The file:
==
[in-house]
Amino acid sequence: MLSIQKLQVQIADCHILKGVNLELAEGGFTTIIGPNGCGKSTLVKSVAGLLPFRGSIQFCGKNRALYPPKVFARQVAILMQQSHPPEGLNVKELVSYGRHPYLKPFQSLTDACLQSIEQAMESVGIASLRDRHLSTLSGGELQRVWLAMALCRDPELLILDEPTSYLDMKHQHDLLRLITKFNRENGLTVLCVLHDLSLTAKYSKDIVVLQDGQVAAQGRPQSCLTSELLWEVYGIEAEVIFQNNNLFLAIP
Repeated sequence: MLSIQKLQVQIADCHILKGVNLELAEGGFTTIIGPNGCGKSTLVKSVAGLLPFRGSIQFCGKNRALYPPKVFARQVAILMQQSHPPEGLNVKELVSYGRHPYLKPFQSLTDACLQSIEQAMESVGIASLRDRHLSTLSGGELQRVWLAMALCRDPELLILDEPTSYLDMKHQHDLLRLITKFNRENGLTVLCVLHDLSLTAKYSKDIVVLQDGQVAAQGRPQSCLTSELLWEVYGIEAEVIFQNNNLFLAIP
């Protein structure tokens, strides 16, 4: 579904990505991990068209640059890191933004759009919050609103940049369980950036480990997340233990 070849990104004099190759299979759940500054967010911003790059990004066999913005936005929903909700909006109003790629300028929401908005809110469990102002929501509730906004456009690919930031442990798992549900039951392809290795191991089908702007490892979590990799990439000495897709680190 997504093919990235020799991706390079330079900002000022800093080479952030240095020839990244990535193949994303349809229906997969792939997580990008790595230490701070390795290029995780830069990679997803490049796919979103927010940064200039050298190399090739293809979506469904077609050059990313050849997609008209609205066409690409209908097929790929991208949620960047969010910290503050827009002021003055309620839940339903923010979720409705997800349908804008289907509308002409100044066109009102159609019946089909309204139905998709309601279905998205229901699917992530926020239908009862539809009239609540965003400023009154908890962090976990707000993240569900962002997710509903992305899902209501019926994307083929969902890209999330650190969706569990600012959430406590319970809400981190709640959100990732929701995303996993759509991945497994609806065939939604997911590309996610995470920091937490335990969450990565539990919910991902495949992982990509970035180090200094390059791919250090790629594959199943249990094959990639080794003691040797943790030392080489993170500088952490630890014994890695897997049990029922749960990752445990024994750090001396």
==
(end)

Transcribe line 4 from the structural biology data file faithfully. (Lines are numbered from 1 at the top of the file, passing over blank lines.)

């Protein structure tokens, strides 16, 4: 579904990505991990068209640059890191933004759009919050609103940049369980950036480990997340233990 070849990104004099190759299979759940500054967010911003790059990004066999913005936005929903909700909006109003790629300028929401908005809110469990102002929501509730906004456009690919930031442990798992549900039951392809290795191991089908702007490892979590990799990439000495897709680190 997504093919990235020799991706390079330079900002000022800093080479952030240095020839990244990535193949994303349809229906997969792939997580990008790595230490701070390795290029995780830069990679997803490049796919979103927010940064200039050298190399090739293809979506469904077609050059990313050849997609008209609205066409690409209908097929790929991208949620960047969010910290503050827009002021003055309620839940339903923010979720409705997800349908804008289907509308002409100044066109009102159609019946089909309204139905998709309601279905998205229901699917992530926020239908009862539809009239609540965003400023009154908890962090976990707000993240569900962002997710509903992305899902209501019926994307083929969902890209999330650190969706569990600012959430406590319970809400981190709640959100990732929701995303996993759509991945497994609806065939939604997911590309996610995470920091937490335990969450990565539990919910991902495949992982990509970035180090200094390059791919250090790629594959199943249990094959990639080794003691040797943790030392080489993170500088952490630890014994890695897997049990029922749960990752445990024994750090001396």